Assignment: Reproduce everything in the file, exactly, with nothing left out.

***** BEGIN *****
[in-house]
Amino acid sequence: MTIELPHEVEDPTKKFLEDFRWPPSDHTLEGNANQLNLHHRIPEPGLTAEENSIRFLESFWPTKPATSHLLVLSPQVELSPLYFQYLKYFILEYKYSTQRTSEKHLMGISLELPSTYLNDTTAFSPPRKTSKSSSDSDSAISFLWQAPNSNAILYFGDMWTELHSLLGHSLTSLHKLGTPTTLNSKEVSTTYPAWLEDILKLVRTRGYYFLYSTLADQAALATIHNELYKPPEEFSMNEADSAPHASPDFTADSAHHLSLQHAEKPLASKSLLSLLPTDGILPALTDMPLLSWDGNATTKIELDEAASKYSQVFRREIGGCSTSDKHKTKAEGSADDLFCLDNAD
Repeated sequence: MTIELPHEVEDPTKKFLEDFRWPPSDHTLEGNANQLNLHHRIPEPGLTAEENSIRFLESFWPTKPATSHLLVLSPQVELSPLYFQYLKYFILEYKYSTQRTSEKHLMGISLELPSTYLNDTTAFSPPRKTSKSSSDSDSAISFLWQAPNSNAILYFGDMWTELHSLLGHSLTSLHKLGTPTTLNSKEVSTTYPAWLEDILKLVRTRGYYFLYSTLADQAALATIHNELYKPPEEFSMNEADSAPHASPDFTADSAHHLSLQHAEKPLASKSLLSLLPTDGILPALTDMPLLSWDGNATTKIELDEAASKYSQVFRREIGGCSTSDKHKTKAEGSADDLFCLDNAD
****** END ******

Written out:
[in-house]
Amino acid sequence: MTIELPHEVEDPTKKFLEDFRWPPSDHTLEGNANQLNLHHRIPEPGLTAEENSIRFLESFWPTKPATSHLLVLSPQVELSPLYFQYLKYFILEYKYSTQRTSEKHLMGISLELPSTYLNDTTAFSPPRKTSKSSSDSDSAISFLWQAPNSNAILYFGDMWTELHSLLGHSLTSLHKLGTPTTLNSKEVSTTYPAWLEDILKLVRTRGYYFLYSTLADQAALATIHNELYKPPEEFSMNEADSAPHASPDFTADSAHHLSLQHAEKPLASKSLLSLLPTDGILPALTDMPLLSWDGNATTKIELDEAASKYSQVFRREIGGCSTSDKHKTKAEGSADDLFCLDNAD
Repeated sequence: MTIELPHEVEDPTKKFLEDFRWPPSDHTLEGNANQLNLHHRIPEPGLTAEENSIRFLESFWPTKPATSHLLVLSPQVELSPLYFQYLKYFILEYKYSTQRTSEKHLMGISLELPSTYLNDTTAFSPPRKTSKSSSDSDSAISFLWQAPNSNAILYFGDMWTELHSLLGHSLTSLHKLGTPTTLNSKEVSTTYPAWLEDILKLVRTRGYYFLYSTLADQAALATIHNELYKPPEEFSMNEADSAPHASPDFTADSAHHLSLQHAEKPLASKSLLSLLPTDGILPALTDMPLLSWDGNATTKIELDEAASKYSQVFRREIGGCSTSDKHKTKAEGSADDLFCLDNAD